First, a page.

And here it was, the last time people argued about indie rock.
Okay, that’s not true. But the confusion does put a fine point on how times have changed in four years; the truth is, with the way music is now, there probably is real, pervasive nostalgia that LCD Soundsystem could cash in on. In fact, you could argue that the 2011 Madison Square Garden show is as good a marker as any for the end of the era when “indie rock” was a term with any cultural significance. Cultural is the key word there—“indie” has long been more of a social description than a musical or economic one, though it originally referred to a truly countercultural movement that predated the Internet. When I use it here, I’m talking about the parade of aughts bands feted by Pitchfork, selling out venues, and making a musical canon that served as a plausibly vibrant alternative to the mainstream.
Defining golden eras and genre trends is always messy, limited, inevitably silly. Plenty of standard-bearers—Arcade Fire, Animal Collective—are still working; plenty of underground and alternative scenes thriving right now; a few newish acts, like Tame Impala or Haim, successfully fit the old definition. But Google “indie rock is dead” and you come up with a slew of think pieces in the last five or six years with that headline: Just today, The Fader published a Q&A between the Vampire Weekend singer Ezra Koenig and Carles, the blogger behind Hipster Runoff, that takes for given that their subculture has died. If it ever lived, that is: “Indie never existed,” Carles says. “What people believe ‘sounds’ like indie still lives on in the fringes of Bandcamps, content farms of yesteryear, and in the hearts of regretful thirtysomethings.”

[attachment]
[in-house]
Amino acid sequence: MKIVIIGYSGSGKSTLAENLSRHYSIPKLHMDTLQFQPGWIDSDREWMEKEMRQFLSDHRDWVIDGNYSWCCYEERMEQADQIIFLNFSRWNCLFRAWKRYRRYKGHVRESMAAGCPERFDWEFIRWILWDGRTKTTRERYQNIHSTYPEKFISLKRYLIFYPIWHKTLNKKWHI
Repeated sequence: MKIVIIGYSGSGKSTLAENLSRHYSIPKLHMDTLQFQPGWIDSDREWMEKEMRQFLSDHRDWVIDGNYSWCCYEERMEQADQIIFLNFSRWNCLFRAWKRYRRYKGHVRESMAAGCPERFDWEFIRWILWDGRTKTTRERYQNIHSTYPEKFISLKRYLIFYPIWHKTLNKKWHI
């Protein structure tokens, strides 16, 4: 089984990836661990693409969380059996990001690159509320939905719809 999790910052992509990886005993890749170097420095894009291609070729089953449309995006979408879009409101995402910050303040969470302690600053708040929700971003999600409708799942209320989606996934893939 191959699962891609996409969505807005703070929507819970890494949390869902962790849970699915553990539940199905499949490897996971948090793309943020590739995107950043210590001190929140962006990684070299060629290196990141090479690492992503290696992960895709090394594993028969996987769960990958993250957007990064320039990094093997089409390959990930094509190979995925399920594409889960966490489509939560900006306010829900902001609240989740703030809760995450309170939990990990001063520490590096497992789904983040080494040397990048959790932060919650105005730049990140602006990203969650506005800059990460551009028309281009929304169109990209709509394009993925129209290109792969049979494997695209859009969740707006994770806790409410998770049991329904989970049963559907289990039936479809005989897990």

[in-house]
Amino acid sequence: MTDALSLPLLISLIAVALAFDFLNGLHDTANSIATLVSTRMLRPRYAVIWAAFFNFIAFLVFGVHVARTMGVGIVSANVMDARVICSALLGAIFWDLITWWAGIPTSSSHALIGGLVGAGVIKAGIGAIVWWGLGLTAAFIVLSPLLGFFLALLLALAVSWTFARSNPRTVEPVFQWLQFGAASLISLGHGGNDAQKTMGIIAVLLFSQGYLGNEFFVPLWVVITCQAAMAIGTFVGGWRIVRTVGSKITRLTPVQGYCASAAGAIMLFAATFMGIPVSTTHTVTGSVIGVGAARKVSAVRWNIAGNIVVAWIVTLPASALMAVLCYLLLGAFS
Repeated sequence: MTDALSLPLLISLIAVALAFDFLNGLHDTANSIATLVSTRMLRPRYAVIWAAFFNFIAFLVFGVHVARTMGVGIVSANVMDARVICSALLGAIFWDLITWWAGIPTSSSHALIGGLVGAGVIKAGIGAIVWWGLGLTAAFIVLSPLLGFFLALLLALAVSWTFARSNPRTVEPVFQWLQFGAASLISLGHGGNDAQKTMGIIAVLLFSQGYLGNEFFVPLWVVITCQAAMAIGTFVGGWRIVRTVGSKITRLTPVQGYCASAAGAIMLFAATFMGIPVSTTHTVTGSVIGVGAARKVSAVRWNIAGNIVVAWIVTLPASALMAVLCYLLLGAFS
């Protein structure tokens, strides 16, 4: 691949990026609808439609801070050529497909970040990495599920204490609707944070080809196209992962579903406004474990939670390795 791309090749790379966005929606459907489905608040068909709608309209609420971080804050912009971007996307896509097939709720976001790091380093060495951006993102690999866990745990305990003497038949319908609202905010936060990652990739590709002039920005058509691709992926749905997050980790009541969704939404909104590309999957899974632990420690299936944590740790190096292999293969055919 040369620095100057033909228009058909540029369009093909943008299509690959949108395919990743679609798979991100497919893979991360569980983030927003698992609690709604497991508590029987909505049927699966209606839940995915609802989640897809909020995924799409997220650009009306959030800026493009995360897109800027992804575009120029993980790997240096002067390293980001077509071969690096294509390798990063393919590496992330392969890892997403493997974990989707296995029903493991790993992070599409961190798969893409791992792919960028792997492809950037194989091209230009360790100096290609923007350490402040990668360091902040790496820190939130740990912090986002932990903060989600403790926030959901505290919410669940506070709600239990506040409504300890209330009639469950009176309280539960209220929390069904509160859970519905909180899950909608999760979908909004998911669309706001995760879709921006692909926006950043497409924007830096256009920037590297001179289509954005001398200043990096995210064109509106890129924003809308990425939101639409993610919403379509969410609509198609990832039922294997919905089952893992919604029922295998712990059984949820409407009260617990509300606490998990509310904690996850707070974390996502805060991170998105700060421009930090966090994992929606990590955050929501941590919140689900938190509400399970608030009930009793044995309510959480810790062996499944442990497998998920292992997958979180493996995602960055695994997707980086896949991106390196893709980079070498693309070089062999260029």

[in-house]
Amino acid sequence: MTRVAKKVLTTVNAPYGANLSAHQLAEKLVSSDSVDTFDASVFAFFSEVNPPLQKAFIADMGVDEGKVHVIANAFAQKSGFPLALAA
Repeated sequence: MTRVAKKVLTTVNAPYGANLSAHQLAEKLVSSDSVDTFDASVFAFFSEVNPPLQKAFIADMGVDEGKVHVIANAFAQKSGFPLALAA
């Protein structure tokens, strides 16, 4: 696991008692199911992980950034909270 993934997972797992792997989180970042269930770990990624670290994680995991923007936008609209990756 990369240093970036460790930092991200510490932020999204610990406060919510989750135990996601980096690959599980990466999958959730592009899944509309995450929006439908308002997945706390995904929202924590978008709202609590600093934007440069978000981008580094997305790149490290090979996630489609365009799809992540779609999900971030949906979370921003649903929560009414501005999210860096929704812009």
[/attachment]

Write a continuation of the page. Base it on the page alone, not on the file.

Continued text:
Parsing exactly what has changed is tough. Maybe it’s the way that streaming has made obsolete many record-collector’s cravings as well as the need for distribution channels separate from mainstream ones. Maybe there’s a gender and race dynamic going on; the artists with the highest name-recognition-to-innovation quota now are those like FKA Twigs and Grimes, women who received attention from indie-rock tastemakers but draw on very different traditions. And maybe it’s the rise of “poptimism”—the phenomenon that allows “cool” people to enjoy Beyonce and Taylor Swift.
To hear LCD’s camp tell it, it’s all of these things and more. Days before he took to Twitter to deny the reunion, DFA’s Petersen had written there, “How come the minute I start working in music everyone stops being elitist and snarky and starts liking pop bullshit :(.” And in a follow-up interview with the Village Voice, he observed that it’s plenty plausible that major festivals offered lots of money for an LCD Soundsystem reunion, simply because there aren’t many acts of that band’s tier active at the moment. It also sounded like DFA—one of the most influential labels of the new millennium, having released albums by the likes of Hot Chip, Hercules & Love Affair, and The Rapture—was facing struggles. “I sort of have the understanding that [LCD Soundsystem is] probably going to be the biggest band that comes off this label,” he said, “not because they’re so special, but because there’s no music industry anymore.